Heat buildup in wiring

Hello:
Just wanted to get the general opinions on the following that was being discussed:
The statement:
30 amps will develop 2 1/4 times more heat than 20 amps in a conductor
The data to backup the claim:
Most of us know that developed power is the product of the voltage and current, but voltage is equal to the current multiplied by the resistance, Hence:
P=VI V=IR
Substituting: P=(IR)I P=I(squared)R
The resistance for the conductor hasn't changed but the current has changed from 20A to 30A. 30 is 20(1.5):
P=(1.5)(squared)R 1.5 (squared) = 2.25 P=2.25R
To me this is a wee bit simplistic, it doesn't take into consideration size of conductor, ambient temperature, length of run etc...
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Terry wrote:

It is correct as to heat developed, (generated), by the higher current. If you want the temperature produced, it does depend on how the heat is dissipated from the conductor, which includes the factors you mention as well as others.
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Terry wrote:

It may seem simplistic, but that's the answer.
Now what isn't so simple is just how hot the conductor gets when carrying 30A vs 20A. Maybe that's what you're thinking of?
With 2.25 times the heat generated, it should take 2.25 times the temperature difference between ambient if all other factors are the same. So if you had a 20C rise in conductor temperature over ambient at 20A, you should expect 45C rise with 30A.
But it actually is a bit worse than that because at 30A, with a higher temperature in the conductor, the resistance of the conductor is somewhat higher. So the power dissipated is slightly more than 2.25 that at 20A.
If the temperature rise at 20A is more because of insulation, conduit, embedded in a wall, etc..., than the rise for 30A will still be 2.25 times as much, but that can be too much. For example if the temperature rise with 20A was 40C, than carrying 30A would make the rise 90C. And that's probably too high for the equipment and insulation.
And of course if the ambient temperature is abnormally high, adding on the same rise (either 45C in the first case or 90C in the second case), it can still push the resulting temperature over some limits. That's why cabling is de-rated for high ambient temperature installations.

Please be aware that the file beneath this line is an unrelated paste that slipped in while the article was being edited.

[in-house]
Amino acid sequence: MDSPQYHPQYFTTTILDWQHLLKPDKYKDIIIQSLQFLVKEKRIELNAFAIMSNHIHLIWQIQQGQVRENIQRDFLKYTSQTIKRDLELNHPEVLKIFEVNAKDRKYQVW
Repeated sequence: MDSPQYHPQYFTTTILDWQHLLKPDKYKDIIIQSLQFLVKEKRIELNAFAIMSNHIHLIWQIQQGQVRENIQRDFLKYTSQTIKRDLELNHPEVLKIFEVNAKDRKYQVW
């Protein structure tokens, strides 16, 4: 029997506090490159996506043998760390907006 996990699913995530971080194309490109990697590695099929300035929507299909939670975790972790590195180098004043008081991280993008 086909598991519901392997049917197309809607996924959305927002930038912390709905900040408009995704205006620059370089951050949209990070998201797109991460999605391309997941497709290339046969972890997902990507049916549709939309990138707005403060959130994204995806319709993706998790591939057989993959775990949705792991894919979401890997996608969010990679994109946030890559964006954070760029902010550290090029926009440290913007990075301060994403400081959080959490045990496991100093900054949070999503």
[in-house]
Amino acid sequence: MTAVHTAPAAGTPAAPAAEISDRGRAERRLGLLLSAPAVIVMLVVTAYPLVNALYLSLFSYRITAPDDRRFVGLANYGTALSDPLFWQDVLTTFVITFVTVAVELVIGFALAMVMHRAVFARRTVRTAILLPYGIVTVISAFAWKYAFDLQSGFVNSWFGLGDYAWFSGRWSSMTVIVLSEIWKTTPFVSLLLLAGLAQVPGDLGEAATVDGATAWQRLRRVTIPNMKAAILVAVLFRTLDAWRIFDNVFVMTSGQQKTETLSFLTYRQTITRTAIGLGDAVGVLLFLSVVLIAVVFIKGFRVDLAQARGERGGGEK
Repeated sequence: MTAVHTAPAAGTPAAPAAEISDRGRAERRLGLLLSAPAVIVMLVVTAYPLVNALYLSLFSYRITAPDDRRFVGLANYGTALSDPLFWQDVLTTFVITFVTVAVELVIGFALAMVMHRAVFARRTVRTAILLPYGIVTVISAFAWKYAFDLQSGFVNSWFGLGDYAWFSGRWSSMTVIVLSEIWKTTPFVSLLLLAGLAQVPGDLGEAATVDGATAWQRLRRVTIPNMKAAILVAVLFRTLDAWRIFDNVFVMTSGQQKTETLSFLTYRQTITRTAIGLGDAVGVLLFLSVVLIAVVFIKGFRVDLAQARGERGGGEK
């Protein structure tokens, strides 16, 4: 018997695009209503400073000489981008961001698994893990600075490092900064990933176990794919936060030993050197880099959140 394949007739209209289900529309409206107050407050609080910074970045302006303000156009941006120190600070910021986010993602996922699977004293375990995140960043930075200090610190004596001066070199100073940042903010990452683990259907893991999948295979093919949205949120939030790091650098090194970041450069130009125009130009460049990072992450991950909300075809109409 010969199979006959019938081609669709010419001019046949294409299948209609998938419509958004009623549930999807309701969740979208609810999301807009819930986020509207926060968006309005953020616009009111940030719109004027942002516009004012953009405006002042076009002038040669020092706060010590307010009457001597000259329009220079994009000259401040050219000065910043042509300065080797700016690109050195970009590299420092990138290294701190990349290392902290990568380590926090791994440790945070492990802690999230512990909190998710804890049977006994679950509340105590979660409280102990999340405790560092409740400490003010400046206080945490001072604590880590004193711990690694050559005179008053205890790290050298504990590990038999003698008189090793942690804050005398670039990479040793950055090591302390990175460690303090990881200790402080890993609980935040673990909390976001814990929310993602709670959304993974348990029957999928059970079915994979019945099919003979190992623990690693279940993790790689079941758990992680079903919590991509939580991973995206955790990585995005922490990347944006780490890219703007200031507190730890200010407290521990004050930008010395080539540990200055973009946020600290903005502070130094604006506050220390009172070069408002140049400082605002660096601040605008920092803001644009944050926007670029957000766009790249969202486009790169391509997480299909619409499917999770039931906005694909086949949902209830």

daestrom
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Same effect with heating at contact and connection resistances too. That's why really good connections are essential with high current circuits. When heating does start, this often results in the quality of the connection changing for the worse, and the resistance rising. This generates more heat, and the two effects fuel each other, and you get a runaway, resulting in the connection grossley overheating and failing.

and also (in UK at least, and probably most places) derating for cable grouping - running multiple conductors togther where mutual heating effects result in a higher temperature rise.
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Andrew Gabriel
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The assumption is that the same conductor is used at 30A as at 20A . You could do it, but in most jurisdictions, the codes take into account the changes in heating and dictate appropriate wire sizes.
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Terry <tjmccannATwindstream.net> wrote:

Simplistic or not, this description is quite accurate. The biggest error will arise if R is not constant.The largest variation in R is likely to come from a change in temperature of the conductor.
Simple doees not mean wrong.
Bill
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On Mar 15, 11:59am, Terry <tjmccannATwindstream.net> wrote:

Take a look at: http://www.electrician2.com/calculators/vd_calculatoradv.htm
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In article

Descriptions of reality are simplistic--starting before Ohm's law. As you increase current through a conductor, the conductor's resistance USUALLY increases, Eventually, the conductor melts. Ask any fuse about what happens to Ohm's law when it blows?
Bill
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